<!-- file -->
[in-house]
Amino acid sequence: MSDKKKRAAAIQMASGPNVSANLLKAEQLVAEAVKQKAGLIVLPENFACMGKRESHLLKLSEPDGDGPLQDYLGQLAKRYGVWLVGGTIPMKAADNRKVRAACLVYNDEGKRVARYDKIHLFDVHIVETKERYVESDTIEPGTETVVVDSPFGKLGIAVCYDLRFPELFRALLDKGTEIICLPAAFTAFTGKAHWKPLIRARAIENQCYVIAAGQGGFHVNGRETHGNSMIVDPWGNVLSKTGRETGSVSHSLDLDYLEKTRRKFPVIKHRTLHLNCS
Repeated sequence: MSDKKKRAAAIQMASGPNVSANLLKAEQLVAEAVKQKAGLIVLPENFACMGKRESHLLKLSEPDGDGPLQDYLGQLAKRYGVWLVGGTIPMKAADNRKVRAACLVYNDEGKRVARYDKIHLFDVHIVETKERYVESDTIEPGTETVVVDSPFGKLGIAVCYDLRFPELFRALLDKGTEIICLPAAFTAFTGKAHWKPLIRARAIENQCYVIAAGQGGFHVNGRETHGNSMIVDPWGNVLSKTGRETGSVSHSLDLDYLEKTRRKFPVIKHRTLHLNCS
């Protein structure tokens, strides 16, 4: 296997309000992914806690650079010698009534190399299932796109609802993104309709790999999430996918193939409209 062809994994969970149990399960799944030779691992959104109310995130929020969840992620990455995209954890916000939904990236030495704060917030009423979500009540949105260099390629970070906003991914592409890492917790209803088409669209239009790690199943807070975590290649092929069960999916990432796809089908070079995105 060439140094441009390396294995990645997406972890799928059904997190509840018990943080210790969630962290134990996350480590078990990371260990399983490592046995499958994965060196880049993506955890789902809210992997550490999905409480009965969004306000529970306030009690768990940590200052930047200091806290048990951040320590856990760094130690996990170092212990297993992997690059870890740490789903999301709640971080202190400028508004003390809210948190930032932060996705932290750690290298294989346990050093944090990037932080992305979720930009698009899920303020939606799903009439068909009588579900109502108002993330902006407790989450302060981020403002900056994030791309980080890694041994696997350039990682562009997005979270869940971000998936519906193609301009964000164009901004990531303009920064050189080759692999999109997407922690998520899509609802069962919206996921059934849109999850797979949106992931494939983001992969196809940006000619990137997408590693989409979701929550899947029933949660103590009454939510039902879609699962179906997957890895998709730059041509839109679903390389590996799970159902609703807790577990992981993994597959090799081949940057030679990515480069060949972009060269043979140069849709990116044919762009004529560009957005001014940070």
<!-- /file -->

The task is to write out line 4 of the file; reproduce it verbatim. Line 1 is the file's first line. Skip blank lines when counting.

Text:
């Protein structure tokens, strides 16, 4: 296997309000992914806690650079010698009534190399299932796109609802993104309709790999999430996918193939409209 062809994994969970149990399960799944030779691992959104109310995130929020969840992620990455995209954890916000939904990236030495704060917030009423979500009540949105260099390629970070906003991914592409890492917790209803088409669209239009790690199943807070975590290649092929069960999916990432796809089908070079995105 060439140094441009390396294995990645997406972890799928059904997190509840018990943080210790969630962290134990996350480590078990990371260990399983490592046995499958994965060196880049993506955890789902809210992997550490999905409480009965969004306000529970306030009690768990940590200052930047200091806290048990951040320590856990760094130690996990170092212990297993992997690059870890740490789903999301709640971080202190400028508004003390809210948190930032932060996705932290750690290298294989346990050093944090990037932080992305979720930009698009899920303020939606799903009439068909009588579900109502108002993330902006407790989450302060981020403002900056994030791309980080890694041994696997350039990682562009997005979270869940971000998936519906193609301009964000164009901004990531303009920064050189080759692999999109997407922690998520899509609802069962919206996921059934849109999850797979949106992931494939983001992969196809940006000619990137997408590693989409979701929550899947029933949660103590009454939510039902879609699962179906997957890895998709730059041509839109679903390389590996799970159902609703807790577990992981993994597959090799081949940057030679990515480069060949972009060269043979140069849709990116044919762009004529560009957005001014940070």